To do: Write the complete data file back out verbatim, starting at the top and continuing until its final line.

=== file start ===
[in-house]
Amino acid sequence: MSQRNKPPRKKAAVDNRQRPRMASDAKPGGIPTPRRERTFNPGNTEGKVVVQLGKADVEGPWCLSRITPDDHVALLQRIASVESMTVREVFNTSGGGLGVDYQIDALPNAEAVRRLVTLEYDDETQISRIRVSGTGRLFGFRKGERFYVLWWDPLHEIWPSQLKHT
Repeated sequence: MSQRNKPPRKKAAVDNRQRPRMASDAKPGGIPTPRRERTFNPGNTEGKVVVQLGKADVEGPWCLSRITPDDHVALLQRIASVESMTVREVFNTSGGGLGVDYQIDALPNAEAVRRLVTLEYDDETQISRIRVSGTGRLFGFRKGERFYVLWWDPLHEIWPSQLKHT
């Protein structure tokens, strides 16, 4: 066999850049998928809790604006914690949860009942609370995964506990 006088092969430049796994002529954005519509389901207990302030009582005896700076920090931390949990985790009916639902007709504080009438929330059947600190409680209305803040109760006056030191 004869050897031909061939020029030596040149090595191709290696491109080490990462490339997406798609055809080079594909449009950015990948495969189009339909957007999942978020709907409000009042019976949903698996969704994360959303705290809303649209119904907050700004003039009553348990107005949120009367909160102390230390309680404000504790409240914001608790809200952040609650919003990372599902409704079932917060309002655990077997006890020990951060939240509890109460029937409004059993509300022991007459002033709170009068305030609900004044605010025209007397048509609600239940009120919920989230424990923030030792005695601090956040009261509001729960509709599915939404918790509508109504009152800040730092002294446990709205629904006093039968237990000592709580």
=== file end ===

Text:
[in-house]
Amino acid sequence: MSQRNKPPRKKAAVDNRQRPRMASDAKPGGIPTPRRERTFNPGNTEGKVVVQLGKADVEGPWCLSRITPDDHVALLQRIASVESMTVREVFNTSGGGLGVDYQIDALPNAEAVRRLVTLEYDDETQISRIRVSGTGRLFGFRKGERFYVLWWDPLHEIWPSQLKHT
Repeated sequence: MSQRNKPPRKKAAVDNRQRPRMASDAKPGGIPTPRRERTFNPGNTEGKVVVQLGKADVEGPWCLSRITPDDHVALLQRIASVESMTVREVFNTSGGGLGVDYQIDALPNAEAVRRLVTLEYDDETQISRIRVSGTGRLFGFRKGERFYVLWWDPLHEIWPSQLKHT
């Protein structure tokens, strides 16, 4: 066999850049998928809790604006914690949860009942609370995964506990 006088092969430049796994002529954005519509389901207990302030009582005896700076920090931390949990985790009916639902007709504080009438929330059947600190409680209305803040109760006056030191 004869050897031909061939020029030596040149090595191709290696491109080490990462490339997406798609055809080079594909449009950015990948495969189009339909957007999942978020709907409000009042019976949903698996969704994360959303705290809303649209119904907050700004003039009553348990107005949120009367909160102390230390309680404000504790409240914001608790809200952040609650919003990372599902409704079932917060309002655990077997006890020990951060939240509890109460029937409004059993509300022991007459002033709170009068305030609900004044605010025209007397048509609600239940009120919920989230424990923030030792005695601090956040009261509001729960509709599915939404918790509508109504009152800040730092002294446990709205629904006093039968237990000592709580």